Instead, you should actually listen to what they have to say, show genuine interest in the discussion, and focus the conversation on building a relationship instead of making a sale.
After all, relationships fuel sales, not heavy-handed pitches.
Give the prospect an opportunity to talk about themselves, and they’ll likely respond, excited to oblige.
Formula #8 – The above-and-beyond
If there’s one person that prospects will always want to work with, it’s the salesperson who goes above and beyond — the one who offers a free resource or piece of advice.
And here’s the more important part: these salespeople don’t require that you hop on a phone call to claim your gift. They offer it, free of charge.
Does that seem like a horrible sales strategy?
Well, the opposite is true. Generally, the more free content you give away, the more prospects who will respond and the more clients you’ll gain.
Content marketing is built on this belief, and it works wonders.
To illustrate this further, check out this email pitch that Ginny Menio from HubSpot considers to be the best one she’s ever received.
Why does she love it?
Because of the massive amount of work that Bryan put into the video he made. She writes,
“From the screenshot above, It’s not evident how much work Bryan put into this pitch. Let me fill you in: He created a custom, minute-long sample for us of the type of video he’d created… That’s not easy — it’s not like whipping up 500 words on a topic. You’ve got to write the script, shoot the video, edit it, and upload it. That’s a lot of effort for potentially zero payoff.”
And, incredibly, that extra risk on Bryan’s part landed him a gig with HubSpot.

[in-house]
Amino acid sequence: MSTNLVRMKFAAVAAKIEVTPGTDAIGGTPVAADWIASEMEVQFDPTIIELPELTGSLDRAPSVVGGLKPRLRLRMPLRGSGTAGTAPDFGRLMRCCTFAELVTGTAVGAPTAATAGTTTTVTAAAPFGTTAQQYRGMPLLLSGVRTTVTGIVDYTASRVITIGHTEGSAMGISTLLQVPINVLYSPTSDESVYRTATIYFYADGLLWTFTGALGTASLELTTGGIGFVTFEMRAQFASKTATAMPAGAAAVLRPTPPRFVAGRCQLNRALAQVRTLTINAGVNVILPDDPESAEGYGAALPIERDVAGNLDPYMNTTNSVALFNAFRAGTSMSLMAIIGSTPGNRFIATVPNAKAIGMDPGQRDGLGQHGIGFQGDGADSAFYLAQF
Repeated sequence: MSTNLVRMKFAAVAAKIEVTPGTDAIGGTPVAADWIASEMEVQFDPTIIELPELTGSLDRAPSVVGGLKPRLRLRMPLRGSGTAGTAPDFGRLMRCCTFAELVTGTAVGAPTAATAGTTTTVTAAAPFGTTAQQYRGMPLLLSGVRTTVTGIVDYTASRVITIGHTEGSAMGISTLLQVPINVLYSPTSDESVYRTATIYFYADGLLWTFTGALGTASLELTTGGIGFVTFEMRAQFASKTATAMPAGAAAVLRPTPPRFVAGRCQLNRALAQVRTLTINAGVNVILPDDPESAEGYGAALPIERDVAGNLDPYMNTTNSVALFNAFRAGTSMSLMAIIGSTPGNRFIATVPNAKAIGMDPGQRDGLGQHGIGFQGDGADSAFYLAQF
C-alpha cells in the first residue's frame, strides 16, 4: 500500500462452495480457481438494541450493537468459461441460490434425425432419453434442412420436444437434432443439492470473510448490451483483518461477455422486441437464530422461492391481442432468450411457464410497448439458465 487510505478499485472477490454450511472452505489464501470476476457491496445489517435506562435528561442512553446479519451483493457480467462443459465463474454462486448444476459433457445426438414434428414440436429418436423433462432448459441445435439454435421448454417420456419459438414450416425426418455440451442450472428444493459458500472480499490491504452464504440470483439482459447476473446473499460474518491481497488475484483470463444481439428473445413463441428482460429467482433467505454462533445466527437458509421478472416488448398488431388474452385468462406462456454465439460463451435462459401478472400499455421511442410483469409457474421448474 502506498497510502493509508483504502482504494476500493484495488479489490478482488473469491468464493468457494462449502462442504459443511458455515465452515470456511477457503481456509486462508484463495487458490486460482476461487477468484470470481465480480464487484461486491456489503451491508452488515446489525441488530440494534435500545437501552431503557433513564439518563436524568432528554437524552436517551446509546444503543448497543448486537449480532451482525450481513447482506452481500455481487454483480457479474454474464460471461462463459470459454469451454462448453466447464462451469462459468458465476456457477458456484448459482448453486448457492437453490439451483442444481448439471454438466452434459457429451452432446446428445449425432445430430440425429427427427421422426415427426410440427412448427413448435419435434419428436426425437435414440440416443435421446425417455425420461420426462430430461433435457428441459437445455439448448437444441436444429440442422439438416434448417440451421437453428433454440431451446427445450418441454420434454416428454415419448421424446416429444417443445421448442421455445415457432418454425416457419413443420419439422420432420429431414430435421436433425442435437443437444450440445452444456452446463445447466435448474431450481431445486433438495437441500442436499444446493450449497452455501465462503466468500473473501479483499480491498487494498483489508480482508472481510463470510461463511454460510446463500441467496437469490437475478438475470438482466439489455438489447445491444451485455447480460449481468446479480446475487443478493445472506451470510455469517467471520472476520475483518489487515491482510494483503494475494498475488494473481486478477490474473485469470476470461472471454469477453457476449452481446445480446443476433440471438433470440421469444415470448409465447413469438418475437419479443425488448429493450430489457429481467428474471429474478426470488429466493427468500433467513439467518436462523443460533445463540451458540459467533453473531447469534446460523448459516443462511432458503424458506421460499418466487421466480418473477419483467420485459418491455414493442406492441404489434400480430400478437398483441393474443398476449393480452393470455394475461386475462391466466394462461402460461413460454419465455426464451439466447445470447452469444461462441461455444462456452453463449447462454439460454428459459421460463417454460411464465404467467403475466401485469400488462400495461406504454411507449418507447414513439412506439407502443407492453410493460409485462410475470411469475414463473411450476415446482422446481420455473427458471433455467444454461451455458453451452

Discussing his theory behind this cold-emailing method, Bryan said,
“It’s just like interacting with your neighbor across the street. If one day I asked her for an egg, she’d come running. It’s basic human behavior. If you give someone something, they’ll want to give you something back.”
Which perfectly illustrates the science behind the above-and-beyond formula.
Formula #9 – The helpful friend
As a salesperson, it’s always a good idea to add value to the prospect’s life before asking for anything in return.
Let me give you an example of how you can do this without being pushy.
My favorite car salesperson calls me about every six months. He calls me on my birthday to wish me a good day, and he called me when my daughter was born to ask how things were going.
You know what he doesn’t do?
He never asks if I need a car or if I need anything from him. He just treats me like an old friend.
And I absolutely love it.
One thing’s for sure: when I finally do want to buy a car, I know the guy I’ll be going to.
This is an email that does a great job of leveraging that same sales tactic.
The more that you treat your prospect like a close friend, the more that they’ll feel connected with you and be more likely to respond to your email.
One of the quickest ways to make a cold email warm is by treating it like you’re talking to a friend instead of a stranger.
Here’s the truth: everyone hates cold emails.
Prospects hate receiving them, you hate sending them, and I’m pretty sure email providers hate playing middle-man
But, if you do it right, you can turn those hated cold emails into something more meaningful — a message that generates leads, builds relationships with prospects, and offers something before it takes.
You can use these nine formulas to turn your cold emails warm and land more sales than you otherwise could.